Andy: Who’s cigar have you been puffing Tyler?! First off, it’s Colaiacovo, and it’s surprising that he didn’t miss Ruutu on one of the hooks, hit himself in the head and then have to miss a month or two.

 

Secondly, me and you both know those were soft tugs and those will not knock you down IF you were in Ruutu’s position. If Ruutu had actually been going at full speed like you said, he would have crashed into Andrew Raycroft, and we would have had a nice draft pick at the end of the season. However, Ruutu began to turn and try to go around Raycroft.

 

Ruutu had just received a pass and was attempting to gain full control of the puck and then he was taking a right turn at the same time. No one’s stupid enough to do that at full speed, he must have been doing it at a steady pace.

Since he was doing it at a steady pace, it’s not that easy to knock him down with three tugs. Tyler, I understand that maybe a hockey player like you gets knocked down on three tugs, but as for Jarkko Ruutu, it just doesn’t work the same way with him.

Tyler: No Penalty shot, for two good reasons. First of all, this was not a clear breakaway; Handzus came in from the side of the ice, and not down the middle. Not to mention that the defender was with him all the way and Handzus never really got in front of him.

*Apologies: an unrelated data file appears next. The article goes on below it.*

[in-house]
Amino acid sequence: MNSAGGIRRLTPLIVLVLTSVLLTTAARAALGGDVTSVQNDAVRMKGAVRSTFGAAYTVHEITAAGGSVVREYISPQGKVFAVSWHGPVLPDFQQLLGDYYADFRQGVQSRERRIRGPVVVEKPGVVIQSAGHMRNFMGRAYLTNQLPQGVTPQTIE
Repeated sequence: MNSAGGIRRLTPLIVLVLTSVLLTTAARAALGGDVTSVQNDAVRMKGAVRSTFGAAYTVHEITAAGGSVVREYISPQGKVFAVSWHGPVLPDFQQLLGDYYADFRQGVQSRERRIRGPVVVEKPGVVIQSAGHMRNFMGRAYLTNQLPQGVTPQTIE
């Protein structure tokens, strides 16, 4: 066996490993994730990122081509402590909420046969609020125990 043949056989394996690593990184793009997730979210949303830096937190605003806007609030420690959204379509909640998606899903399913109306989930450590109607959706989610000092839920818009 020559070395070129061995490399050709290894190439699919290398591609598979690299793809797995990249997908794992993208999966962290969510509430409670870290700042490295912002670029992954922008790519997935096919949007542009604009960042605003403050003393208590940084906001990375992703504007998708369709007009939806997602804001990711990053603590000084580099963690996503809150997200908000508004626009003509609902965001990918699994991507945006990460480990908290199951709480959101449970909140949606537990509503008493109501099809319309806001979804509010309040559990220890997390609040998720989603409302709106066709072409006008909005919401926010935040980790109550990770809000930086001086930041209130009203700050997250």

Secondly, Handzus got off a shot. In the rule, does it not state that the ref can’t call for a penalty shot if the player on the breakaway gets a shot away? That’s what I’ve been told, and that has screwed me a few times in the past.

On more than one occasion, I’ve been denied a Penalty shot because, quote’ “You got a shot off kid, now stop complaining or your gonna get one (a penalty) too...” If I didn’t get a Penalty shot, why should Handzus?

Andy: Was that Mark Messier? Oh well, back to the video. Even though I was talking about the video. “If I didn’t get a penalty shot, why should Handzus?” because Handzus doesn’t get knocked down with three tugs. Next question—ah, there it is. This was clearly penalty shot worthy. This was very similar to the Ruutu one, he came from the side, and tried to shoot, but was fouled during his attempt.

I apologize for the crappy quality of the video (courtesy of Tyler Hill), but it’s a little blurry on his “shot.” I just see Handzus do a backhand with his stick, but this doesn’t necessarily mean it was at the puck. Perhaps he lost control, and the puck got caught up in his skates and he missed the puck or whatever.